* Any omissions to this list were purely unintentional. If you would like to add to this list please contact ryan@brightscope.com.

BrightScope’s Analysis

In order to understand what is happening in the world of investment advice, historical perspective is required. The growth in the investment advisory business has been the big trend for years in the investment world. Successful brokers are increasingly leaving their broker-dealers and setting up their own investment advisory businesses. The primary reason cited for this shift is the demands of clients who are fed up with Wall Street scandals and the conflicts of interest of their advisers. The broker-dealer industry is under attack from both sides of its retail business: discount brokers stealing its trading clients, and top brokers walking away with its high net worth clients. To stem their losses, broker-dealers have sought to position themselves as advice providers without having to don the cap of a fiduciary adviser. This shift has created great confusion for consumers and in our minds is the primary reason why a uniform standard of care for advice providers is required.

One of the primary arguments against the use of the fiduciary standard has been put forth by Thomas Lemke and Steven Stone, and holds that “legalistic language” confuses investors. To make their case that “legalistic language” confuses investors, Lemke and Stone point to the Rand Report. A close inspection of the Rand Report leads us to believe that Lemke and Stone are confused about the primary cause of investor confusion. The problem is not that investors are aware of regulatory differences but are confused by the term “fiduciary.” Quite to the contrary, investors are simply unaware of regulatory differences and are  bringing their own expectations to the table when dealing with their advisors.  When surveyed, investors responded that they believe their financial services representatives are acting in their best interests (RAND Report, Regulatory and Legal Background, 19). Advisers operating under the Investment Adviser Act of 1940 and who owe a fiduciary duty to their clients meet this expectation, but brokers do not. The confusion is not one of terminology, but rather one of expectations, and brokers are not living up to the expectations of their clients. An investor survey performed by TD Ameritrade and mentioned in the Rand Report resulted in the following:

More than 60 percent of respondents believed that brokers have a fiduciary duty, and 90 percent of respondents believed that investment advisers have a fiduciary duty. The majority of respondents would not seek services from a broker if they knew that brokerage services provided fewer investor protections, that brokers did not have a fiduciary duty, or that brokers were not required to disclose all conflicts of interest. After being presented with the disclosure statement specified by the 2005 rule, 79 percent of respondents reported that they would be less likely to seek financial advice from a brokerage firm.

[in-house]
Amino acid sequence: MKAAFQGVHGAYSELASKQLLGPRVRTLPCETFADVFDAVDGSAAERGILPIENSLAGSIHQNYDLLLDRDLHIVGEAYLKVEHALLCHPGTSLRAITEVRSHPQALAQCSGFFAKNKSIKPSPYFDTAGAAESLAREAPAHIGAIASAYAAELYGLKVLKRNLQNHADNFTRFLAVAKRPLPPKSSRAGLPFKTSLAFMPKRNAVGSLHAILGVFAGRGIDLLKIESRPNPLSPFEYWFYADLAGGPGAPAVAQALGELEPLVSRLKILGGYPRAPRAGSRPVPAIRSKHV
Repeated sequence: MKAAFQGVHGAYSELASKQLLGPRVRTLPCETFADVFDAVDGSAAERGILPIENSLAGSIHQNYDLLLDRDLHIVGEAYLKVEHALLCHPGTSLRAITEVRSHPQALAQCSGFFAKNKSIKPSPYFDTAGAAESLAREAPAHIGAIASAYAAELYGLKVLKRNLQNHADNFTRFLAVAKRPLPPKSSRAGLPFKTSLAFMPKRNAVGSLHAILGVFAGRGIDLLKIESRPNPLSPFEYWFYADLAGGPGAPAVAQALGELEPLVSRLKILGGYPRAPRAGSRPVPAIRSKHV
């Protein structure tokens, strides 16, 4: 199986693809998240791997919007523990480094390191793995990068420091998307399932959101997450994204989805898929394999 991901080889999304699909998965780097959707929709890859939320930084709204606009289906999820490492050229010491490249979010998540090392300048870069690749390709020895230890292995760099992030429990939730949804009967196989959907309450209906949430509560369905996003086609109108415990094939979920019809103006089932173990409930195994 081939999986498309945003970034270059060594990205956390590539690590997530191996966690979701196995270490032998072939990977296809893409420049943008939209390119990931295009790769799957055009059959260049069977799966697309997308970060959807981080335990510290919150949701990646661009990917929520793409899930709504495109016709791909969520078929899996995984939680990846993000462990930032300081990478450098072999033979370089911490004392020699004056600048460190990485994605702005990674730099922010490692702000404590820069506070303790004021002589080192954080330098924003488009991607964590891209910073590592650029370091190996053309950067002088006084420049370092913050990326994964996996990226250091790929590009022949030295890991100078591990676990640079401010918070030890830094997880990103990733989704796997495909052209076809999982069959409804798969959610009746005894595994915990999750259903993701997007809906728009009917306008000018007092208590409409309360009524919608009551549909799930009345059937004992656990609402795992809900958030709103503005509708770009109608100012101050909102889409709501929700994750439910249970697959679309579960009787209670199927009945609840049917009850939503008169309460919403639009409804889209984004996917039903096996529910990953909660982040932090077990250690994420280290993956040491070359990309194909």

It appears that investors expect to receive advice from conflict-free advisers. Read in its entirety the Rand Report creates a compelling case for unifying regulation under the affirmative fiduciary obligations of investment advisers, not vice versa. The “confusion” arguments against the fiduciary standard of care fail this basic test of alignment with investor expectations.

There is a more fundamental flaw to Lemke and Stone’s argument. Their preferred approach, or rather the preferred approach of the broker-dealer industry, is to use “plain English.” Presumably, plain English means not using the term “fiduciary.” However, the term “fiduciary” is the term that is most beneficial to investors. There is a very clear legal standard and history dating back over a hundred years that accompanies the term “fiduciary” and that applies to a variety of relationships in a variety of industries; trustee/trustor,  parent/child, lawyer/client etc.  It is commonly accepted that the fiduciary standard is the highest standard of care known to the law and that no other standard can supersede or improve upon it. Because of the duty of prudence owed by fiduciaries, fiduciaries must adopt any practice, understanding or method deemed to be an improvement upon the existing standard. In such a way, the fiduciary duty requires fiduciaries to always elevate themselves to the highest standard of care then attainable. As such there is no need for an “improved” or “enhanced” standard of care.